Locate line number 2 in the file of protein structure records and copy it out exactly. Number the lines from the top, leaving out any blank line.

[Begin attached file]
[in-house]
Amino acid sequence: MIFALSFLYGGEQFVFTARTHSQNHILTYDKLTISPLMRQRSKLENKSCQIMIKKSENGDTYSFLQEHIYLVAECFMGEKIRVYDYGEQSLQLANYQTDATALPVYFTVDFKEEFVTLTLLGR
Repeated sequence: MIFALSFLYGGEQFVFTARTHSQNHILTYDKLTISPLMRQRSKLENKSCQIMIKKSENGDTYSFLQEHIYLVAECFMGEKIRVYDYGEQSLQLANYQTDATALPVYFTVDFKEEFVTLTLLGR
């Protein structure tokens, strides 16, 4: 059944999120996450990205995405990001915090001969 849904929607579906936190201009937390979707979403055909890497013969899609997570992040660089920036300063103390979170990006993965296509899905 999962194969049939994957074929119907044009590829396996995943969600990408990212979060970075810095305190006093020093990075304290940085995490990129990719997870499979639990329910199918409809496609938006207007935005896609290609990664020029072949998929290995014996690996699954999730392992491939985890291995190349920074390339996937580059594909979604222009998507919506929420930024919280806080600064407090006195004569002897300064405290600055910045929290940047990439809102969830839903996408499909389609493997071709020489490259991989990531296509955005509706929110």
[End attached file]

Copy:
Amino acid sequence: MIFALSFLYGGEQFVFTARTHSQNHILTYDKLTISPLMRQRSKLENKSCQIMIKKSENGDTYSFLQEHIYLVAECFMGEKIRVYDYGEQSLQLANYQTDATALPVYFTVDFKEEFVTLTLLGR